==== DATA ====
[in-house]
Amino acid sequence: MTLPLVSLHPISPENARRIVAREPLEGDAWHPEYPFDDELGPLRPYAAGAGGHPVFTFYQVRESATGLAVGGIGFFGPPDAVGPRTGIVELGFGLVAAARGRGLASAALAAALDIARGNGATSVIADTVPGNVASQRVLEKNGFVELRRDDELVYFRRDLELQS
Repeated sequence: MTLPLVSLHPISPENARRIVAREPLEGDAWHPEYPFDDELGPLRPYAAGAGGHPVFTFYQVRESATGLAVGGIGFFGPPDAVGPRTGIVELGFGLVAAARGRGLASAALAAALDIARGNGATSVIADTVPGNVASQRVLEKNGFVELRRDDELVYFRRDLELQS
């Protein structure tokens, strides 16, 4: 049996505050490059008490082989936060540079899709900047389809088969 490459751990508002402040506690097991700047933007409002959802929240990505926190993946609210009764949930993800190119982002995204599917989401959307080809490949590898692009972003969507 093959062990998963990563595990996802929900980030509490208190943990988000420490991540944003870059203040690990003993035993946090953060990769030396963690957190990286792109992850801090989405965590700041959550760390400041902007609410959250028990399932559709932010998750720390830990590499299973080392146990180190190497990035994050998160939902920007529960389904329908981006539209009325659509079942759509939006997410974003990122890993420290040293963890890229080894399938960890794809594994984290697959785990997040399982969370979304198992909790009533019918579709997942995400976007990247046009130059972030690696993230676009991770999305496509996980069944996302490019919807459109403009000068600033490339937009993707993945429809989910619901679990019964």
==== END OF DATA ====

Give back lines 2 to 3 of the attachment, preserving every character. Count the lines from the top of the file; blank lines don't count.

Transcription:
Amino acid sequence: MTLPLVSLHPISPENARRIVAREPLEGDAWHPEYPFDDELGPLRPYAAGAGGHPVFTFYQVRESATGLAVGGIGFFGPPDAVGPRTGIVELGFGLVAAARGRGLASAALAAALDIARGNGATSVIADTVPGNVASQRVLEKNGFVELRRDDELVYFRRDLELQS
Repeated sequence: MTLPLVSLHPISPENARRIVAREPLEGDAWHPEYPFDDELGPLRPYAAGAGGHPVFTFYQVRESATGLAVGGIGFFGPPDAVGPRTGIVELGFGLVAAARGRGLASAALAAALDIARGNGATSVIADTVPGNVASQRVLEKNGFVELRRDDELVYFRRDLELQS